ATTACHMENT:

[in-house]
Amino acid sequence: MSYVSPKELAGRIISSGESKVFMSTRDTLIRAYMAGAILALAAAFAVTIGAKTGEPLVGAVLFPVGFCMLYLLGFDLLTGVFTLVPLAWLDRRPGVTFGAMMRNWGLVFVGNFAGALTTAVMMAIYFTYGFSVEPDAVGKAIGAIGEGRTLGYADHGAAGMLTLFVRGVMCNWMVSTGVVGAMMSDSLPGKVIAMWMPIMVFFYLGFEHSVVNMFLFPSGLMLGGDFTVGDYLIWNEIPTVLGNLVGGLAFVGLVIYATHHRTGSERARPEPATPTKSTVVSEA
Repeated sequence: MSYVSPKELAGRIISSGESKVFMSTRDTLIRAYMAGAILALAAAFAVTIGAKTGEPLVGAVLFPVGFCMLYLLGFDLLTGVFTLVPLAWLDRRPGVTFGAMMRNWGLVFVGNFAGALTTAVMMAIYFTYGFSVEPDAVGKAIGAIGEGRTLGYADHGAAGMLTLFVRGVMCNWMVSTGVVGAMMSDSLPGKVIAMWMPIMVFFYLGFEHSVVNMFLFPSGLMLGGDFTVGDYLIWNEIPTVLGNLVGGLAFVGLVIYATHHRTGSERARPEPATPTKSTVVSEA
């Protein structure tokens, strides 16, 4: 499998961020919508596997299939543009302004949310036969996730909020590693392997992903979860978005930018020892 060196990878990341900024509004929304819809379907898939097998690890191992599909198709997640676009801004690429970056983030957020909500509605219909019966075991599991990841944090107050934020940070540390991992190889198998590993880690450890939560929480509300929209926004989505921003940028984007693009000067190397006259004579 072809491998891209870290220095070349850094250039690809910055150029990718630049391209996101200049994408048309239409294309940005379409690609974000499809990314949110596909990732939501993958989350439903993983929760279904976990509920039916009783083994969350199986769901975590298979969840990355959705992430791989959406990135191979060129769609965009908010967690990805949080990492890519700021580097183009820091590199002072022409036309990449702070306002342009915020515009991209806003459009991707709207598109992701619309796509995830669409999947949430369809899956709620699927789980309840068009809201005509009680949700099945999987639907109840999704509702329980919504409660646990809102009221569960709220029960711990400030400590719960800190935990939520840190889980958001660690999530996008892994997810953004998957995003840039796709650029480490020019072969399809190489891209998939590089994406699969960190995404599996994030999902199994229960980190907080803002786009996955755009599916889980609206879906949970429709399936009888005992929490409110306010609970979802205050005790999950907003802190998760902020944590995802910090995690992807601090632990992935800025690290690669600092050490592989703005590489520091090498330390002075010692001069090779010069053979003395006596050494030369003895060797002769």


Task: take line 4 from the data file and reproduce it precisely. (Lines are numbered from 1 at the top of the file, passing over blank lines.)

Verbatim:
């Protein structure tokens, strides 16, 4: 499998961020919508596997299939543009302004949310036969996730909020590693392997992903979860978005930018020892 060196990878990341900024509004929304819809379907898939097998690890191992599909198709997640676009801004690429970056983030957020909500509605219909019966075991599991990841944090107050934020940070540390991992190889198998590993880690450890939560929480509300929209926004989505921003940028984007693009000067190397006259004579 072809491998891209870290220095070349850094250039690809910055150029990718630049391209996101200049994408048309239409294309940005379409690609974000499809990314949110596909990732939501993958989350439903993983929760279904976990509920039916009783083994969350199986769901975590298979969840990355959705992430791989959406990135191979060129769609965009908010967690990805949080990492890519700021580097183009820091590199002072022409036309990449702070306002342009915020515009991209806003459009991707709207598109992701619309796509995830669409999947949430369809899956709620699927789980309840068009809201005509009680949700099945999987639907109840999704509702329980919504409660646990809102009221569960709220029960711990400030400590719960800190935990939520840190889980958001660690999530996008892994997810953004998957995003840039796709650029480490020019072969399809190489891209998939590089994406699969960190995404599996994030999902199994229960980190907080803002786009996955755009599916889980609206879906949970429709399936009888005992929490409110306010609970979802205050005790999950907003802190998760902020944590995802910090995690992807601090632990992935800025690290690669600092050490592989703005590489520091090498330390002075010692001069090779010069053979003395006596050494030369003895060797002769």